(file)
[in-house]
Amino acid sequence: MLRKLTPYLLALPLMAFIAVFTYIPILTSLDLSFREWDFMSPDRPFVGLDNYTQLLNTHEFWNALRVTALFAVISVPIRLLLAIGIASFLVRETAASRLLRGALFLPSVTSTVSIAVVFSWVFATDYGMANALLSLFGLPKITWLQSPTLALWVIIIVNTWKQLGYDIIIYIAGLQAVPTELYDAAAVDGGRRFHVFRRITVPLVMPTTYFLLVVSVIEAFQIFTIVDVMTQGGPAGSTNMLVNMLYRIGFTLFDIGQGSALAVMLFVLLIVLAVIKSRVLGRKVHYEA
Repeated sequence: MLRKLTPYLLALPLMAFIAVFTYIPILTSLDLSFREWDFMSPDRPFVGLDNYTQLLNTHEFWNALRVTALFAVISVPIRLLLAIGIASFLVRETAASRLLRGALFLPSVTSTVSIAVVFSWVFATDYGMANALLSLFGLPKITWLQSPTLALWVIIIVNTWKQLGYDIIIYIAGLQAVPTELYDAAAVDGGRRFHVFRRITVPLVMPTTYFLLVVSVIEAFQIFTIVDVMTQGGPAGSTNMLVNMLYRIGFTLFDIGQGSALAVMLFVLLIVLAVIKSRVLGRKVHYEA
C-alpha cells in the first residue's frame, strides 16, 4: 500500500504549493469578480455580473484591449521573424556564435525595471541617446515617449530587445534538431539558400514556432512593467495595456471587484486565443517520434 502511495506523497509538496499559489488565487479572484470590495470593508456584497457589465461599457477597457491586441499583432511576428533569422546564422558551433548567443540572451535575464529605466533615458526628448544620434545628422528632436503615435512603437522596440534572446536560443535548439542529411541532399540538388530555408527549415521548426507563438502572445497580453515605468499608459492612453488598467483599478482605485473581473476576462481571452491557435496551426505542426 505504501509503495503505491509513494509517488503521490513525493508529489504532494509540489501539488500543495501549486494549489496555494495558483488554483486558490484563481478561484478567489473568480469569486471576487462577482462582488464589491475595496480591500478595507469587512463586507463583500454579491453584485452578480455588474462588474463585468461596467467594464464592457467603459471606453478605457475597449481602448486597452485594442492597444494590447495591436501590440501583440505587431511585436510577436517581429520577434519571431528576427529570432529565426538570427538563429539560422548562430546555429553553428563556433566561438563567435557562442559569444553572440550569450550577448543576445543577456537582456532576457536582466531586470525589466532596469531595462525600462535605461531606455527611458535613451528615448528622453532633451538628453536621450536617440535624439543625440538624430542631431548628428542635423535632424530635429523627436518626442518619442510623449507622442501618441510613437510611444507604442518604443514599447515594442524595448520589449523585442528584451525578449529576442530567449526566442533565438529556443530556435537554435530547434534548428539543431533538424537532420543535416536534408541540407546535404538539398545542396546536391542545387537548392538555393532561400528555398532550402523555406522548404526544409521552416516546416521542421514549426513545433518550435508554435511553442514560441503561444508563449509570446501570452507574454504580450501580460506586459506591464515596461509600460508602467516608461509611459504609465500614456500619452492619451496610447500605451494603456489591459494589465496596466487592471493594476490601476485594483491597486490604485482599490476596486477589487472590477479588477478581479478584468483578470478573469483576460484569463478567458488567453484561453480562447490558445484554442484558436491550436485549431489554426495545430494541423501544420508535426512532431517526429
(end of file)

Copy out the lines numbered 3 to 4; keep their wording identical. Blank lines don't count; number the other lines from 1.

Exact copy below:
Repeated sequence: MLRKLTPYLLALPLMAFIAVFTYIPILTSLDLSFREWDFMSPDRPFVGLDNYTQLLNTHEFWNALRVTALFAVISVPIRLLLAIGIASFLVRETAASRLLRGALFLPSVTSTVSIAVVFSWVFATDYGMANALLSLFGLPKITWLQSPTLALWVIIIVNTWKQLGYDIIIYIAGLQAVPTELYDAAAVDGGRRFHVFRRITVPLVMPTTYFLLVVSVIEAFQIFTIVDVMTQGGPAGSTNMLVNMLYRIGFTLFDIGQGSALAVMLFVLLIVLAVIKSRVLGRKVHYEA
C-alpha cells in the first residue's frame, strides 16, 4: 500500500504549493469578480455580473484591449521573424556564435525595471541617446515617449530587445534538431539558400514556432512593467495595456471587484486565443517520434 502511495506523497509538496499559489488565487479572484470590495470593508456584497457589465461599457477597457491586441499583432511576428533569422546564422558551433548567443540572451535575464529605466533615458526628448544620434545628422528632436503615435512603437522596440534572446536560443535548439542529411541532399540538388530555408527549415521548426507563438502572445497580453515605468499608459492612453488598467483599478482605485473581473476576462481571452491557435496551426505542426 505504501509503495503505491509513494509517488503521490513525493508529489504532494509540489501539488500543495501549486494549489496555494495558483488554483486558490484563481478561484478567489473568480469569486471576487462577482462582488464589491475595496480591500478595507469587512463586507463583500454579491453584485452578480455588474462588474463585468461596467467594464464592457467603459471606453478605457475597449481602448486597452485594442492597444494590447495591436501590440501583440505587431511585436510577436517581429520577434519571431528576427529570432529565426538570427538563429539560422548562430546555429553553428563556433566561438563567435557562442559569444553572440550569450550577448543576445543577456537582456532576457536582466531586470525589466532596469531595462525600462535605461531606455527611458535613451528615448528622453532633451538628453536621450536617440535624439543625440538624430542631431548628428542635423535632424530635429523627436518626442518619442510623449507622442501618441510613437510611444507604442518604443514599447515594442524595448520589449523585442528584451525578449529576442530567449526566442533565438529556443530556435537554435530547434534548428539543431533538424537532420543535416536534408541540407546535404538539398545542396546536391542545387537548392538555393532561400528555398532550402523555406522548404526544409521552416516546416521542421514549426513545433518550435508554435511553442514560441503561444508563449509570446501570452507574454504580450501580460506586459506591464515596461509600460508602467516608461509611459504609465500614456500619452492619451496610447500605451494603456489591459494589465496596466487592471493594476490601476485594483491597486490604485482599490476596486477589487472590477479588477478581479478584468483578470478573469483576460484569463478567458488567453484561453480562447490558445484554442484558436491550436485549431489554426495545430494541423501544420508535426512532431517526429